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Did segregation cause your traffic jam?

Posted by on August 22nd, 2019 at 2:34 pm

Segregation isn’t just for suburbia. White householders in greater Portland are marked in blue, Asian-American householders in red, black householders in green, Hispanic or Latino householders in orange. Source: 2010 Census via University of Virginia. (Click for zoomable nationwide map.)

Crossposted from Sightline Institute. Senior researcher Michael Andersen is a former news editor at BikePortland.

Many North American cities are oddly un-city-like compared to their peers in Asia, Europe, Africa and even South America. Our cities are weirdly spread out and the damage to our environment and economy is colossal.

Why did this happen?

The New York Times’s “1619 Project,” launched in print last weekend, sets out to explain various distinctly American characteristics with a decoder ring: chattel slavery. Understand the ways multigenerational slavery twisted US society, it argues, and you’ll understand more about everything else in the country, too.

One of the essays, by historian Kevin Kruse, looks at how modern American transportation and housing were shaped by deliberate and largely successful attempts to preserve racial segregation. The effects, he argues, are visible on downtown freeways every weekday morning as hundreds of thousands of commuters try to drive in from far-flung suburbs.

He’s writing about Atlanta, but much of the story will be familiar to anyone sitting at the Rose Quarter.

Commuters might assume they’re stuck there because some city planner made a mistake, but the heavy congestion actually stems from a great success. In Atlanta, as in dozens of cities across America, daily congestion is a direct consequence of a century-long effort to segregate the races. …

At first the rule was overt, as Southern cities like Baltimore and Louisville enacted laws that mandated residential racial segregation. Such laws were eventually invalidated by the Supreme Court, but later measures achieved the same effect by more subtle means.

Kruse goes on to discuss suburbanization and “white flight,” both of which were federally subsidized by freeway construction and tax-free mortgages but doesn’t spell out the factors that made suburbs so disproportionately white. What linked sprawl and segregation?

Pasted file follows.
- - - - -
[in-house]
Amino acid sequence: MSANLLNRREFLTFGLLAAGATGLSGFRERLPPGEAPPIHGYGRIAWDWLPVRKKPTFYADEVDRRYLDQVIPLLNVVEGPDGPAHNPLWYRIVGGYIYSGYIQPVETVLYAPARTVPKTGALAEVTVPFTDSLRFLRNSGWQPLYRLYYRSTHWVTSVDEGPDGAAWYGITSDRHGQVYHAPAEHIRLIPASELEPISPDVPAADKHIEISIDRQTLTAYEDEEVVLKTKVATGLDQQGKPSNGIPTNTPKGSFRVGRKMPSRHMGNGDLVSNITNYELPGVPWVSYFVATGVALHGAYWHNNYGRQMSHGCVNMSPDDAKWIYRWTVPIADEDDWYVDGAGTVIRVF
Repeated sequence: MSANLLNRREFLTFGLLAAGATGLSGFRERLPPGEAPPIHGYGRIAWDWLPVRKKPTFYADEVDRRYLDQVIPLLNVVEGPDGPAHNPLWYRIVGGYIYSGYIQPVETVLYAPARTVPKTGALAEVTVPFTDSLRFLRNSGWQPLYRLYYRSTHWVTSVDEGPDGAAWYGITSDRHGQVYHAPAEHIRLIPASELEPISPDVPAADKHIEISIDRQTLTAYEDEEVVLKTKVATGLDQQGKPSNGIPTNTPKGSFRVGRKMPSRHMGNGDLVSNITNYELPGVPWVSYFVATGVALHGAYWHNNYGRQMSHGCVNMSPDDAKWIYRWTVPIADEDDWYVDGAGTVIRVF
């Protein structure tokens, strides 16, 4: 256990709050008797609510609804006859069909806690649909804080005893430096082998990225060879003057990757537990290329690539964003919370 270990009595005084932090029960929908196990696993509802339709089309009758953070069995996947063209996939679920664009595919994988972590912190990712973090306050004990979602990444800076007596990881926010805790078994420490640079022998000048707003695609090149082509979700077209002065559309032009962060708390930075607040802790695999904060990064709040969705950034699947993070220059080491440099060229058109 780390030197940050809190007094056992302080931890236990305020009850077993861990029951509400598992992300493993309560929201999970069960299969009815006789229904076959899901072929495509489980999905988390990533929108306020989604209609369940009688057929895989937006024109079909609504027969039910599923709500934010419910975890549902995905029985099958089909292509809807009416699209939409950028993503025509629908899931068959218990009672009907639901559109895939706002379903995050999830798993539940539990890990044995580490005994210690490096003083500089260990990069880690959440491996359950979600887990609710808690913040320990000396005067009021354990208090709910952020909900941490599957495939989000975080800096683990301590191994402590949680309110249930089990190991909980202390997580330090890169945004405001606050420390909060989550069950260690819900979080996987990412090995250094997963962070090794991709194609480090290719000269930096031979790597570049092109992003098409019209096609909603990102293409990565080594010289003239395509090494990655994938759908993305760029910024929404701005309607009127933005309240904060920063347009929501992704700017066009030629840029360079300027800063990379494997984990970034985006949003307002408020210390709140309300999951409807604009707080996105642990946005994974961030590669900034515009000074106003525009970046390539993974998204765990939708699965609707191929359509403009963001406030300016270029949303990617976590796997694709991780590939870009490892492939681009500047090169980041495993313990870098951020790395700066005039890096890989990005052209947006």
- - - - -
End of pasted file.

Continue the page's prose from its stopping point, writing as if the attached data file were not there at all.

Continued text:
Racial wealth gap + low-density zoning = More segregation

Some of the suburban power to exclude came from racial discrimination by the federal government, the real estate industry, law enforcement, and neighbors. And some was baked into suburb-style zoning—separating homes and shops, banning apartment buildings and even duplexes—requiring everyone to pay for one or more cars and for a hefty amount of private land.

Sprawl enforces segregation, in other words, because the median white family has $171,000 in wealth and the median black family has $17,600—a gap created by slavery and perpetuated by both deliberate racism and systemic racism.

One of those systems was low-density zoning: a technically race-blind way to continue a long chain of segregation policies, from racial zoning to restrictive covenants to apartment bans.

Two Portland State University professors, Lisa Bates and Marisa Zapata, explained last month in an Oregonian op-ed how this plays out:

Limiting sprawl reduces income segregation—the wealthy aren’t isolated in distant enclaves, first-time homebuyers don’t have to “drive till they qualify,” which adds huge transportation costs to their budgets, and lower income families can access transit and jobs from close-in rental homes.

Here in the Pacific Northwest, where even our biggest cities were built mostly after modern zoning became popular in the 1920s, auto-oriented sprawl is common within a few miles of every downtown. That’s one reason segregation took root here, too, across the continent from Virginia’s tobacco farms.